New analysis shows 15-16 million kids—20% more than previous estimates—and as many as 400,000 teachers lack adequate internet or computing devices at home
Southern states have largest divides, but even among states with smallest divides, 25% of students lack adequate internet connection
A full 15-16 million public school students across the U.S. live in households without adequate internet access or computing devices to facilitate distance learning, according to analysis from Common Sense and Boston Consulting Group, which also finds that almost 10% of public school teachers (300,000 to 400,000) are also caught in the gap, affecting their ability to run remote classes. The 32-page report, Closing the K–12 Digital Divide in the Age of Distance Learning, sets a one-year price tag of between $6-11 billion to connect all kids at home, and an additional $1 billion to close the divide for teachers.
According to the study, “This digital divide is a major problem for students in all 50 states and all types of communities but is most pronounced in rural communities and households with Black, Latinx, and Native American students.” Analysis shows that the states with the highest numbers of students without adequate internet connection to study (25/3 Mbps download/upload) also happen to be the states with the highest English Learner populations—Texas: 1.8 million; California: 1.5 million; Florida: 800,000; and New York: 725,000.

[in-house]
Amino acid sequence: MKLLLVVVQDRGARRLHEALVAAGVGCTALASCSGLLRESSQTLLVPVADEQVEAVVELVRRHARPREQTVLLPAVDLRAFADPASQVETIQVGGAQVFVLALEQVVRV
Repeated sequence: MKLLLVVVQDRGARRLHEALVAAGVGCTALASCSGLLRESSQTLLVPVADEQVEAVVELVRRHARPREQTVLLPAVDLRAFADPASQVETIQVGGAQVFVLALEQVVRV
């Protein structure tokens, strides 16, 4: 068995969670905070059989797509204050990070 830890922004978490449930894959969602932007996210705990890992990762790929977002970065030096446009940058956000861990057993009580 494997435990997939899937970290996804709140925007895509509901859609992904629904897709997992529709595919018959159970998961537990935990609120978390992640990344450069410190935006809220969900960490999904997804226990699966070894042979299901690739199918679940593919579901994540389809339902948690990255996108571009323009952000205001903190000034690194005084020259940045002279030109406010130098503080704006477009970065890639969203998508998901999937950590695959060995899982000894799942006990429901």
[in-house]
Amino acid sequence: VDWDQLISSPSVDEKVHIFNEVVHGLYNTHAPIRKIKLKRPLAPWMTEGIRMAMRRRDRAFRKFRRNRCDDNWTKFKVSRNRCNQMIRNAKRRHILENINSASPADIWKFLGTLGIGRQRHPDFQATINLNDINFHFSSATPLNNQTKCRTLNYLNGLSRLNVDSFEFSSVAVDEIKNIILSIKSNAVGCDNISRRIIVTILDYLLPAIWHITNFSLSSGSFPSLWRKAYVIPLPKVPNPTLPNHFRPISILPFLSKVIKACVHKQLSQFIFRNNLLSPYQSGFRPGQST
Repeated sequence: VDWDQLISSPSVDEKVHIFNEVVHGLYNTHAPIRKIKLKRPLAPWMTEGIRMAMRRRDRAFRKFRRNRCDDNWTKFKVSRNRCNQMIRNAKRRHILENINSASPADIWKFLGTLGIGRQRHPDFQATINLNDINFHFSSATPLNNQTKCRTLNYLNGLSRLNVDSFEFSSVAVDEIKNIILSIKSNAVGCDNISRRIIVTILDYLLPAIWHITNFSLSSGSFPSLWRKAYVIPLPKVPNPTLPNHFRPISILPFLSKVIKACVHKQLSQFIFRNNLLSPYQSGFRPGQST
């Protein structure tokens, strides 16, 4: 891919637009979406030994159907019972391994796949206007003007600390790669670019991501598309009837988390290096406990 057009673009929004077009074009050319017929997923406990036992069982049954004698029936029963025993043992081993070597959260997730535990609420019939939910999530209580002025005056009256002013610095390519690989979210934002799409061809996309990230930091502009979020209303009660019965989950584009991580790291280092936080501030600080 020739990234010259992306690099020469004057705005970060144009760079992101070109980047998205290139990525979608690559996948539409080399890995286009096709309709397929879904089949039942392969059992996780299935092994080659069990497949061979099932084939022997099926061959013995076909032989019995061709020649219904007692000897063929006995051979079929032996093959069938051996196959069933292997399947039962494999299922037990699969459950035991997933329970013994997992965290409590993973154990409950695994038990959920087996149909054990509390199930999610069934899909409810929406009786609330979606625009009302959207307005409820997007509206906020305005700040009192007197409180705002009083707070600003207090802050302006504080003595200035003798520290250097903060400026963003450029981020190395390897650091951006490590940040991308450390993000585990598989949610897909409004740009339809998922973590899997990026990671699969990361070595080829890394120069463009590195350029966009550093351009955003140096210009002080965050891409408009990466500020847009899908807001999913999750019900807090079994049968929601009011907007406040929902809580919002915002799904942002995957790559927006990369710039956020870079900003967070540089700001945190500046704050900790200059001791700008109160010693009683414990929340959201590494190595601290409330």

“This new report shows that not only is the distance learning gap larger than previously estimated but that too many teachers are caught in it, too, and it will require significant and immediate investments from Congress to close it,” said James P. Steyer, CEO and founder of Common Sense. “This new data and analysis further highlights the urgency for policymakers, educators, and private companies to address this basic educational equity issue that affects kids in every state. Our report makes clear that during this age of distance learning, we have to act right now to close the digital divide that is leaving millions of kids behind.”
The report also highlights the need for digital literacy training for families unfamiliar with digital technology, and finds that the states with the largest K–12 digital divide are largely in the south, with Mississippi, Louisiana, Arkansas, and Alabama showing the largest deficit by proportion. But every state has a problem. “Even among states with the smallest divides, approximately one in four students do not have an adequate internet connection,” the report concludes.
Download the report here.